There are a number of Hildreth's in 1790 Southampton, but here are the ones of most interest to my line of descent:

page 134:
WM 16+
WM < 16
All WF
Other Free
Samuel Hildridge

Samuel Sandford

Daniel Hildridge

Here are my observations:
  1. I feel sure that “Hildridge” in this census is really our Hildreth family. Of course I must always add the caveat that I could be wrong.
  2. I believe the Hildreths in this table were brothers, and sons of Daniel Hildreth 1715-1784:
    • Samuel Hildreth, 1762 – unk. I think he was not yet married in 1790.
    • Daniel Hildreth II, 1752-1832. I think he was just married around 1790.
  3. From what we think we know, both Joseph Hildreth Sr. and Jr. had died just before the 1790 census. Without the men, the households of each Joseph might have looked like:
    • Joseph Sr: probably just his widow. Both his daughters were just married by this time, more on that in minute.
    • Joseph Jr: a widow and as many as three male children under 16.
  4. The household of Daniel II looks about as I would expect it to if it included himself, his wife, and a newly born son (Shadrach). I have in my tree that he might have had a daughter named Pamela, so perhaps she is the extra female.
  5. The household of Samuel Hildreth, I propose, had taken in the family members of Joseph Jr. So we might imagine the household included Samuel, the widow Mary Post Hildreth, and her three sons, all under 16 (Joseph, John, and Daniel). That leaves 2 other females in Samuel's household who would be as yet unknown. 
  6. The appearance of the household of Samuel Sandford, is significant, partly and maybe importantly because it appears between the two Hildreth households. I believe this Samuel Sandford is the person who married the daughter of Joseph Sr., Phibe Hildreth (see the first of my two-part posts about her). Samuel Sandford and Phibe were also newly married around this time, and had one daughter who had just arrived in the world, which matches the household we see in this 1790 census. But where was the mother of Phibe, the widow of Joseph Sr? Perhaps she too had died before 1790, or remarried, or is one of the extra females in the household of Samuel.
But what does this arrangement of people imply, and how much weight do the implications carry?

When I first saw the Sandford household between the households of the two Hildreth brothers, I thought the placement of the Sandford household must certainly imply a close relationship to the Hildreth brothers, a relationship that was perhaps representative of the Hildreth's dead brother, Joseph. If this interpretation is true, then we're mixed up again, and the Joseph Hildreth who had only daughters was a son of Daniel 1715-1834. The implication of this interpretation would be bad news for the story of DH-III (see my previous post on this topic if you haven't been already following along).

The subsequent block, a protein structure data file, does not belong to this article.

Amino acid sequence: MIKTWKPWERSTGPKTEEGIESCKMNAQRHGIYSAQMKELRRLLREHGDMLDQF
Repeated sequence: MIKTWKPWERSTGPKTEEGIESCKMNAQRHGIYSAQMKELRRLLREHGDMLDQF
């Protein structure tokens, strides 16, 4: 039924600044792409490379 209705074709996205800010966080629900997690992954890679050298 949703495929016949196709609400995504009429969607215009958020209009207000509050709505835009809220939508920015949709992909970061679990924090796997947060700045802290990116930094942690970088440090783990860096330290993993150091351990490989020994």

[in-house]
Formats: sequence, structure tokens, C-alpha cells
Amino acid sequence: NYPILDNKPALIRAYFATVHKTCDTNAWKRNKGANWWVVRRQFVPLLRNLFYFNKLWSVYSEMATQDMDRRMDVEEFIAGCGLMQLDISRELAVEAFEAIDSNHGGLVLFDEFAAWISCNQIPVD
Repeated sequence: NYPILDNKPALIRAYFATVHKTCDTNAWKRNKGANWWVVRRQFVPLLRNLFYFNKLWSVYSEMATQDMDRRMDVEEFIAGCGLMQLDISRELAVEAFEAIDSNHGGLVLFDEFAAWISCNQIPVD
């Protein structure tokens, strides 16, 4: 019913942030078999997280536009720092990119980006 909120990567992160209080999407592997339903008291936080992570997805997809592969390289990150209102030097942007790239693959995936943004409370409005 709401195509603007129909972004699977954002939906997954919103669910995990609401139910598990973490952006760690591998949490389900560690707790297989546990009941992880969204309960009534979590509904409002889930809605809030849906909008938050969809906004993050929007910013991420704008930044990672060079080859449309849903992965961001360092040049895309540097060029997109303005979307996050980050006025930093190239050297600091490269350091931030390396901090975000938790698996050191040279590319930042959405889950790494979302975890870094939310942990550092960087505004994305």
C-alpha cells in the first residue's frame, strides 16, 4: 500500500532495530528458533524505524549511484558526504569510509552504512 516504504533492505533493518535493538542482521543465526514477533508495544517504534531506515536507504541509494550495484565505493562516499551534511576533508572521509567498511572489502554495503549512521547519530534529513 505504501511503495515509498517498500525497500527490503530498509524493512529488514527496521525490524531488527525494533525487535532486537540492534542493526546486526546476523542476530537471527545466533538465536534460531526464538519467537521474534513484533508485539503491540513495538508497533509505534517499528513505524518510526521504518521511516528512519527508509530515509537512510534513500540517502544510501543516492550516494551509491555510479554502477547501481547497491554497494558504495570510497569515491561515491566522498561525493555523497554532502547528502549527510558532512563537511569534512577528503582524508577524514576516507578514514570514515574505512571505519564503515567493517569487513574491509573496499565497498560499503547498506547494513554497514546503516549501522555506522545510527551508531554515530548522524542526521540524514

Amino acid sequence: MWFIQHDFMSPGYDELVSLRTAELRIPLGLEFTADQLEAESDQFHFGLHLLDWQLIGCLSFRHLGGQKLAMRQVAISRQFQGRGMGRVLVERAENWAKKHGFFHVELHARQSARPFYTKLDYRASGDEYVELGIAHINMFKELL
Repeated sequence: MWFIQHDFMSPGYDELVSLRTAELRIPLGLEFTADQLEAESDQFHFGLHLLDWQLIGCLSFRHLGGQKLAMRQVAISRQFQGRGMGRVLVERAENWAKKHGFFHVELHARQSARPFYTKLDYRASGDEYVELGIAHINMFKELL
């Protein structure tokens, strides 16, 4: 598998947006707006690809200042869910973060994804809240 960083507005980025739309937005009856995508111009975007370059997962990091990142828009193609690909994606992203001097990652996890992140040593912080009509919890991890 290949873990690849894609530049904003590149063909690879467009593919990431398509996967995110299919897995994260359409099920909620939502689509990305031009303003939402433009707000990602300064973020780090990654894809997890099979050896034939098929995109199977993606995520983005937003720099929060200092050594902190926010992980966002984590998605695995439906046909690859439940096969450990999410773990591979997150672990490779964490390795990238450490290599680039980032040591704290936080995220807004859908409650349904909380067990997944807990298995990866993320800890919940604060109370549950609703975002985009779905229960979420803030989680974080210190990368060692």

On the other hand, it seems both possible and somewhat likely, given what we do know about our family group (i.e., Our Daniel Hildreth and his family of origin), that the family of the deceased Joseph Jr. were the ones living with Samuel Hildreth in 1790. Samuel would have been an uncle to our family, a then-single uncle, and one who had property and resources. If this interpretation is true, then the story of DH-III still stands, and the Sandford household represents not relatives of the Hildreth's brother Joseph, but those of their uncle Joseph.

As always, comments welcome.

Friday, May 22, 2015

Post Possibilities

As I have noted from my study of the account of DH-III, there well may have been two women named Mary (or Polly) Post, both married to a different Joseph Hildreth, one would have been the mother of Our Daniel Hildreth 1787-1876, and the other would have been his aunt. How can we figure out if this idea is plausible?

First, what dates do I need to consider? Each Mary Post, like our two Joseph Hildreth's, is a generation apart. So, for Joseph Hildreth 1727-1788, and Joseph Hildreth 1753-1789, I would expect a birth date for a wife to be at least in the same ball park as those of the men. This assumption does not have to be true necessarily, but I'll start here with this generality.

Now let's look at the wife of the older Joseph Hildreth. I will make note here that Howell's Early History book referred to the wife of Nathan's son Joseph (21) as Sarah, but, as I've written about elsewhere, there are sadly no sources for Howell's genealogies. Because the account of DH-III named the wife of this Joseph Hildreth as Mary Post, I'm going with that name for the moment.  Also, I am going with the assumption that Post was a maiden name and not the name of a widow. That assumption is certainly not a safe bet, but one has to start somewhere.